What is a good place to die?

Five minute read

Dying Matters Awareness Week takes place during May and the theme for 2021 was ‘a good place to die’. We explored this theme in a special panel event.

In this blog, we ask our speakers and other friends to share their thoughts about what being in a good place to die means to them, professionally, personally and practically.

Planning for the end of life has a positive impact on mental health

For Dying Matters Awareness Week we are asking the question: are you and your loved ones in a good place to die? It’s not a question we often ask, or even think about, but it is important to think about it, talk about it and plan for it to help a dignified and peaceful death.

Unlike in other countries, people in the UK do very little to prepare for the end of their life, even in later years. Three-quarters (74%) of people haven’t written down their wishes or told people what they would prefer at the end of life.

Hospice UK runs the Dying Matters Campaign, which supports people with information on different aspects of death, dying and grief. We want people to be in a good place when they die. We know planning for the end of life has a positive impact on our mental health and wellbeing and for those left behind.

Sarah West, head of communications and campaigns at Hospice UK.

Poppy's funerals

Being sure my family, friends and colleagues know how much I love them

The people we have supported at Poppy's — both grieving people and dying people — have taught me so much about what being in a good place to die looks like. I've seen families drawn together by the experience, and families driven apart.

So for me, being in a good place to die means being sure my family, friends and colleagues know how much I love them. It means where possible, making peace with the people in my life, with the story of my life and with myself.

This might sound strange, but sometimes I have moments of realising that, although I very much want to live, I have had more than a lifetime's pleasure and privilege already. If I died now, I would be proud of who I am and grateful for what I have experienced.

I think we can fight tooth and nail for our 100 years on planet earth, but that isn't guaranteed, so I try to live without the assumption of what I'm owed in the future.

Poppy Mardall, founder and CEO at Poppy's. Read more of her story here.

Face death head on and still live life to the full

As a creator of a community, and someone who has experienced a very recent loss, I have made it my goal to connect with others who are grieving over food so that we can share stories and discuss death.

But beyond this, my platform has reached further afield than those who are currently grieving, with articles shared in national publications. I have had many people reach out to say what types of conversations my story has instigated.

By bringing up the taboo topics of death and loss with your family and friends, you are normalising the concept of a life cycle. You are enriching people's perspectives and gratitude for their daily life and also bringing comfort to those around you that may have experienced this loss.

Overall this discussion can help to prepare all of us mentally about how we can face death head on and still live life to the full.

Nafeesa Arshad, founder of Goodness Gracious Grief.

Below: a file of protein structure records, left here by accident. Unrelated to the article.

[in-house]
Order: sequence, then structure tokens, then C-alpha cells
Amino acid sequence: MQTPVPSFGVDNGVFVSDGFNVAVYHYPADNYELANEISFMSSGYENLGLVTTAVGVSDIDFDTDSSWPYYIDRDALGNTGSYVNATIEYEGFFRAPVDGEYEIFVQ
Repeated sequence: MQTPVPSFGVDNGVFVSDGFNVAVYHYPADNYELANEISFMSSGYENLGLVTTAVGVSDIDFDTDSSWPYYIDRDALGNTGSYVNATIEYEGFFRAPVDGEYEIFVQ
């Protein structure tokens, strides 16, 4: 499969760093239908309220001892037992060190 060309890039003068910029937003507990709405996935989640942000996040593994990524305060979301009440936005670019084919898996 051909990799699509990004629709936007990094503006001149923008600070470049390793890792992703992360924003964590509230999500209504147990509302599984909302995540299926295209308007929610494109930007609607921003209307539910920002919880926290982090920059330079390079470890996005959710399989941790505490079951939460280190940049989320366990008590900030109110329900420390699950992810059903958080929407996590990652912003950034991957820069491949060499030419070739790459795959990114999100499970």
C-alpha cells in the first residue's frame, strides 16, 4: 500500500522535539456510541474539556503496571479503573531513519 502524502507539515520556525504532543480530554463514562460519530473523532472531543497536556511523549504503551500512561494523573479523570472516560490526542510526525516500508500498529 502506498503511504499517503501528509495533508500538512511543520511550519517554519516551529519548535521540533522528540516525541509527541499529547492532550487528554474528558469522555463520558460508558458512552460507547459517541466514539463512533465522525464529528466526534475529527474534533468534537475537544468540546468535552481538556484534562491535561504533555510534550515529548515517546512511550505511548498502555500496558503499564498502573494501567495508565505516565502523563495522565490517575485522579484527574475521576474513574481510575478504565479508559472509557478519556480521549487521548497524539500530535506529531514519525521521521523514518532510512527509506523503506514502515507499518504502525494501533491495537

End of life care is holistic

‘A good place to die’ is subjective but thought provoking! As a Head of Service for End of Life Care it is my role to ensure a person’s needs and wishes are met. This translates to so many things. It includes not just their location of death, but also where they want to be physically, emotionally and spiritually.

Providing end of life care that is holistic as a team ensures a person dies in a ‘good place’ and that could mean dying in a riser recliner chair wearing pyjamas worn by their parent or with their pet beside them.

Isatta Sisay, Joint Head of Community Services, Royal Trinity Hospice.

Dr Ruth Ting | Talking Death | Poppy's Funerals

There is no ‘right’ or ‘wrong’

As a palliative care team, we help people define for themselves what it means to them to have a good death. There is no ‘right’ or ‘wrong’ in the discussion. It is about what that person needs to feel they are in a good place to die. As a team, we can then work with the patient and family to achieve this.

Sometimes a specific place or location, like being in their own home, is very important to an individual. Sometimes the place is not important to a person as long as they are not suffering physically and their loved ones are with them. That enables them to be in a good emotional or spiritual place to die.

Dr Ruth Ting, palliative care physician at Kings College NHS Trust. Read her blog to find out more about what a palliative care doctor does.

I want to be somewhere I feel safe and accepted

Just like everyone else, the meaning of 'a good place to die' will be different for all LGBTQIA+ individuals. It might be the location or the people they are with that's important, or being surrounded with sounds and senses that give them comfort.

I can only speak for myself really — I want to be somewhere I feel safe, where my identity as a Queer, Trans person is totally accepted and validated.

I want to feel that my body will be cared for with dignity when I'm gone, and that my family and friends are supported by kind funeral professionals who will help them to make sure my death certificate says 'male', and that my funeral wishes will be honoured. If I can have this, I think I will die feeling at peace no matter where I am.

Ash Hayhurst, Author of the Queer Funeral Guide. Find out more from Ash about why we need to fight for trans rights in the funeral sector.

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